EU leaders at their summit in Brussels are defending tough economic sanctions against Russia, but pressure to ease their stance is growing. Christoph Hasselbach reports from Brussels.
It's the first time the new EU Council President Donald Tusk (pictured above) has hosted an EU summit. The former Polish prime minister has taken part in many of these meetings as leader of a member state, but in his new role he feels, as he frankly put it, "like a debutant with stage fright." His English is still a bit broken, but his expertise and resolve are generally acknowledged. He has needed both for the two most important items on the summit's agenda: how to deal with Russia in the Ukraine crisis and how to put together an investment package for Europe's still weak economy.
Tough and responsible
Many have expected Mr. Tusk, whose home country feels directly threatened by Russia, to take a particularly hard line on Moscow, but he was striking a rather balanced note when he told journalists in Brussels, "we will not find a long-term solution for Ukraine without a both tough and responsible strategy towards Russia."
As for the tough part, the EU has already imposed wide-ranging sanctions on Russia and has just added punitive measures specifically directed towards Crimea, which Russia annexed earlier this year. The EU must show, as Swedish Prime Minister Stefan Löfven said, "that we do not recognize the annexation of Crimea."
On the responsible side, the EU wants to keep incentives for Russia in place: If Moscow cooperates on Ukraine, as the French President Francois Hollande said, "then there is no need for new sanctions - on the contrary, in that case we should think about how we, too, could begin to de-escalate."
Russia's plight "not good news"
France is clearly interested in a de-escalation, not just for political, but also for trade reasons. Because of the stand-off with Russia over Ukraine, the French have had to suspend indefinitely the delivery of two war-ships to Russia, worth more than a billion euros.
Most EU countries are suffering losses in their trade with Moscow but they also feel they just have to pay the price to defend they values. The Russian economy is suffering more, though. Partly also by the low oil price, the ruble has plummeted, foreign investment in Russia has gone down, state revenues have dropped sharply.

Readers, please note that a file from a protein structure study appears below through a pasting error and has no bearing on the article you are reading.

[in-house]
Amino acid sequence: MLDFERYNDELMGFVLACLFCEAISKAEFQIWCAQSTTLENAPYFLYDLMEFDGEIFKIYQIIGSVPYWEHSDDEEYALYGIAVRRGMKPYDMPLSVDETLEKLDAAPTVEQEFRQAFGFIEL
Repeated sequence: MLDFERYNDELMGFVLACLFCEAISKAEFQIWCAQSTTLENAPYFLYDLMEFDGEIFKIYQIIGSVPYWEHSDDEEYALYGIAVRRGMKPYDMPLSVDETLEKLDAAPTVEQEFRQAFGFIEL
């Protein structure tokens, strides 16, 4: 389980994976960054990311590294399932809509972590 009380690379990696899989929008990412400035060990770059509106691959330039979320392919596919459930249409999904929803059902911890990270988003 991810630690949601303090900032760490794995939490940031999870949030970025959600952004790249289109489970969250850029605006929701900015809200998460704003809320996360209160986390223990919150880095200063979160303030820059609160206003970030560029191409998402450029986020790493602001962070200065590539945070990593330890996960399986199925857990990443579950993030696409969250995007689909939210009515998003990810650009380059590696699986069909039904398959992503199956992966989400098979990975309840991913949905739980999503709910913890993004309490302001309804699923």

Lithuanian President Dalia Grybauskaite sees this as ample proof that "our sanctions are starting to work." But the EU's foreign policy chief Federica Mogherini stressed sanctions were not an end in itself but had been imposed to change Russia's behaviour: "The fact that Russia is in a difficult situation from a financial point of view is not good news, not for the Russian citizens, not for Ukraine and not for Europe and the rest of the world."
Until now, European unity on the sanctions front has been upheld only with difficulty. There are those, particularly in the east of the EU, who once belonged to the Soviet Union, who want an even tougher stance towards Russia. Others would rather ease sanctions. They think Russia shouldn't be provoked too much and that sanctions are bad for everybody and will not change President Putin's course. This split is growing with every month that the confrontation continues.
But there is another rift, and that is about economic policy. Many EU countries are still suffering from high unemployment and low growth. In order to inject new stimulus into the European economy, Commission President Jean-Claude Juncker has put forward a huge 315 billion euro investment plan, which EU leaders have already backed. The question, though, is, where this money will come from. Most of it will be private money, as Mr. Juncker has explained to sceptical northern countries, like Germany, where many people fear new debts.
In hard-pressed southern economies, however, the plan has created new hopes for big public investment programs. So this plan has already rekindled the old ideological dispute that has raged in the EU right from the beginning of the economic crisis: state investment versus austerity and reform.
And this European family dispute is not going to go away any time soon, and certainly not for Christmas.